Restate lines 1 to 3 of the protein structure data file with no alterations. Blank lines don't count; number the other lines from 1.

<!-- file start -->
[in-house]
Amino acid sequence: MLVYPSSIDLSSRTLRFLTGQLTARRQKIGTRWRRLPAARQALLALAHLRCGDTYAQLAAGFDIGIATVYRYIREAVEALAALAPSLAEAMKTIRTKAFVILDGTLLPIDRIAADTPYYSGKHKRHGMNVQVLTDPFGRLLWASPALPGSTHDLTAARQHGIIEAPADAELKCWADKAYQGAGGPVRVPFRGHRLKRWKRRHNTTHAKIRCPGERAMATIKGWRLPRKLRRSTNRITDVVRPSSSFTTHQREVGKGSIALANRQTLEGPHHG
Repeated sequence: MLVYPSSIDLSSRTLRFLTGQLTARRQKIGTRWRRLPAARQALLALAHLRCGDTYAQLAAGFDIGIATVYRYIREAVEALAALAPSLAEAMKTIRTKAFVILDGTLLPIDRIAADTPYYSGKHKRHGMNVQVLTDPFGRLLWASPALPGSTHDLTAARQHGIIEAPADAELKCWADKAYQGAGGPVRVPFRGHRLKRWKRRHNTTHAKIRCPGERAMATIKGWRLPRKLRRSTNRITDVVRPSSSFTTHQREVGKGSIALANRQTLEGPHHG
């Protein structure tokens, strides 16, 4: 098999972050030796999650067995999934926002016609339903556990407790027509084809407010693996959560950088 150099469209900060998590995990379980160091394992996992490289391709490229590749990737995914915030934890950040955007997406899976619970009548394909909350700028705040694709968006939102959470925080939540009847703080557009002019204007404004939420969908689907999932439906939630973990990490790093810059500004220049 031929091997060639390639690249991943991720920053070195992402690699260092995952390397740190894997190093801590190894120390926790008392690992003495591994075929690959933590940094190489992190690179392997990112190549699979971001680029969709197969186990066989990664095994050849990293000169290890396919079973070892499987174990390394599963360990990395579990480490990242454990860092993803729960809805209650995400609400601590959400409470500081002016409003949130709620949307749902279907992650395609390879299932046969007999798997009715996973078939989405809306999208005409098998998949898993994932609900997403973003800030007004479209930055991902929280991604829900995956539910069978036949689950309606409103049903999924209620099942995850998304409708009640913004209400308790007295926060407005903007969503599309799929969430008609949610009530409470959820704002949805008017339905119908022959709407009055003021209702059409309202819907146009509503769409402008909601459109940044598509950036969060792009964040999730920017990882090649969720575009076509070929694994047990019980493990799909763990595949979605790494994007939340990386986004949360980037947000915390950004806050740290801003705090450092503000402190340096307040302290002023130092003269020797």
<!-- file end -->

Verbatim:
[in-house]
Amino acid sequence: MLVYPSSIDLSSRTLRFLTGQLTARRQKIGTRWRRLPAARQALLALAHLRCGDTYAQLAAGFDIGIATVYRYIREAVEALAALAPSLAEAMKTIRTKAFVILDGTLLPIDRIAADTPYYSGKHKRHGMNVQVLTDPFGRLLWASPALPGSTHDLTAARQHGIIEAPADAELKCWADKAYQGAGGPVRVPFRGHRLKRWKRRHNTTHAKIRCPGERAMATIKGWRLPRKLRRSTNRITDVVRPSSSFTTHQREVGKGSIALANRQTLEGPHHG
Repeated sequence: MLVYPSSIDLSSRTLRFLTGQLTARRQKIGTRWRRLPAARQALLALAHLRCGDTYAQLAAGFDIGIATVYRYIREAVEALAALAPSLAEAMKTIRTKAFVILDGTLLPIDRIAADTPYYSGKHKRHGMNVQVLTDPFGRLLWASPALPGSTHDLTAARQHGIIEAPADAELKCWADKAYQGAGGPVRVPFRGHRLKRWKRRHNTTHAKIRCPGERAMATIKGWRLPRKLRRSTNRITDVVRPSSSFTTHQREVGKGSIALANRQTLEGPHHG